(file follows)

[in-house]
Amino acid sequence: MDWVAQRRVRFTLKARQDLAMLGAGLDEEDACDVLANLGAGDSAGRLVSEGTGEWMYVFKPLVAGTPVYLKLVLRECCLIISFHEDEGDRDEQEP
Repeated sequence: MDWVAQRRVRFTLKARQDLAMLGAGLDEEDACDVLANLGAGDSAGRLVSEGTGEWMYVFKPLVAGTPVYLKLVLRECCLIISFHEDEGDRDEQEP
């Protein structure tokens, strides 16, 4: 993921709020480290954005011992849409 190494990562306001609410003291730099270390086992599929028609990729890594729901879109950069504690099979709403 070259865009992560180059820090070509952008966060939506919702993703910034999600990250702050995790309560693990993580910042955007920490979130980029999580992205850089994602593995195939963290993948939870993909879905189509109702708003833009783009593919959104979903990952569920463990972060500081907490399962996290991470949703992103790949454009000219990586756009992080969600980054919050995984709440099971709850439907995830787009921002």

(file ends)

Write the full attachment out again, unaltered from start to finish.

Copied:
[in-house]
Amino acid sequence: MDWVAQRRVRFTLKARQDLAMLGAGLDEEDACDVLANLGAGDSAGRLVSEGTGEWMYVFKPLVAGTPVYLKLVLRECCLIISFHEDEGDRDEQEP
Repeated sequence: MDWVAQRRVRFTLKARQDLAMLGAGLDEEDACDVLANLGAGDSAGRLVSEGTGEWMYVFKPLVAGTPVYLKLVLRECCLIISFHEDEGDRDEQEP
């Protein structure tokens, strides 16, 4: 993921709020480290954005011992849409 190494990562306001609410003291730099270390086992599929028609990729890594729901879109950069504690099979709403 070259865009992560180059820090070509952008966060939506919702993703910034999600990250702050995790309560693990993580910042955007920490979130980029999580992205850089994602593995195939963290993948939870993909879905189509109702708003833009783009593919959104979903990952569920463990972060500081907490399962996290991470949703992103790949454009000219990586756009992080969600980054919050995984709440099971709850439907995830787009921002």